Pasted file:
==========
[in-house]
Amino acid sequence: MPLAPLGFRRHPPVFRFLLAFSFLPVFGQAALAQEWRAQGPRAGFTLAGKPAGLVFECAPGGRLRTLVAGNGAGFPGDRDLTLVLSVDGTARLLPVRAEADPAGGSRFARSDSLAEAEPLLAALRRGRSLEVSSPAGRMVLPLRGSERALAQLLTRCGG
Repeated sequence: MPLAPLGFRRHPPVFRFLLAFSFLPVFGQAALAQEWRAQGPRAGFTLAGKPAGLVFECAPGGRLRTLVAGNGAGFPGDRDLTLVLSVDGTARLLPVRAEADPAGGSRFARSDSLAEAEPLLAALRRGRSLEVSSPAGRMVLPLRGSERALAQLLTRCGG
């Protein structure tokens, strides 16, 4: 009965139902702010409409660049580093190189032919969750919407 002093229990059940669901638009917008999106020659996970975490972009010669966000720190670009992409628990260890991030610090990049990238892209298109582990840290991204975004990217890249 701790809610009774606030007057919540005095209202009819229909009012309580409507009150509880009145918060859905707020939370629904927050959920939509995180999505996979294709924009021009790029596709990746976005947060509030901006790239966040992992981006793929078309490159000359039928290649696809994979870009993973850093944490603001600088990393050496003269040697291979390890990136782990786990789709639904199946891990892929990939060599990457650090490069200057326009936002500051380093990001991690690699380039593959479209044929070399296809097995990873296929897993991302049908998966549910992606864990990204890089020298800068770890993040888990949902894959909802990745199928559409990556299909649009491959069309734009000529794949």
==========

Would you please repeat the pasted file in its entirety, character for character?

[in-house]
Amino acid sequence: MPLAPLGFRRHPPVFRFLLAFSFLPVFGQAALAQEWRAQGPRAGFTLAGKPAGLVFECAPGGRLRTLVAGNGAGFPGDRDLTLVLSVDGTARLLPVRAEADPAGGSRFARSDSLAEAEPLLAALRRGRSLEVSSPAGRMVLPLRGSERALAQLLTRCGG
Repeated sequence: MPLAPLGFRRHPPVFRFLLAFSFLPVFGQAALAQEWRAQGPRAGFTLAGKPAGLVFECAPGGRLRTLVAGNGAGFPGDRDLTLVLSVDGTARLLPVRAEADPAGGSRFARSDSLAEAEPLLAALRRGRSLEVSSPAGRMVLPLRGSERALAQLLTRCGG
């Protein structure tokens, strides 16, 4: 009965139902702010409409660049580093190189032919969750919407 002093229990059940669901638009917008999106020659996970975490972009010669966000720190670009992409628990260890991030610090990049990238892209298109582990840290991204975004990217890249 701790809610009774606030007057919540005095209202009819229909009012309580409507009150509880009145918060859905707020939370629904927050959920939509995180999505996979294709924009021009790029596709990746976005947060509030901006790239966040992992981006793929078309490159000359039928290649696809994979870009993973850093944490603001600088990393050496003269040697291979390890990136782990786990789709639904199946891990892929990939060599990457650090490069200057326009936002500051380093990001991690690699380039593959479209044929070399296809097995990873296929897993991302049908998966549910992606864990990204890089020298800068770890993040888990949902894959909802990745199928559409990556299909649009491959069309734009000529794949």